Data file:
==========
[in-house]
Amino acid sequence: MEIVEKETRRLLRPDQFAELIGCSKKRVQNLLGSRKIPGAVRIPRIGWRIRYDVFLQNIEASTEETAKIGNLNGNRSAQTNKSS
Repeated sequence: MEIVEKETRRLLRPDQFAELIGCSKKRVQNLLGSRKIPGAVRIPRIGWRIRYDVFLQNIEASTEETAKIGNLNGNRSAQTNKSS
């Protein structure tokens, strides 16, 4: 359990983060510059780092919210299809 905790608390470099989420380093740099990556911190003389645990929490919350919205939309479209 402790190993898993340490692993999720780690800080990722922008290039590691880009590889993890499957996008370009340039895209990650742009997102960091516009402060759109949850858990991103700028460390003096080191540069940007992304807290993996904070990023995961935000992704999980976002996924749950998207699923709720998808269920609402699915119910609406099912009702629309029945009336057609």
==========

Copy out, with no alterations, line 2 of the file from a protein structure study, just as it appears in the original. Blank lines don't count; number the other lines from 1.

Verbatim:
Amino acid sequence: MEIVEKETRRLLRPDQFAELIGCSKKRVQNLLGSRKIPGAVRIPRIGWRIRYDVFLQNIEASTEETAKIGNLNGNRSAQTNKSS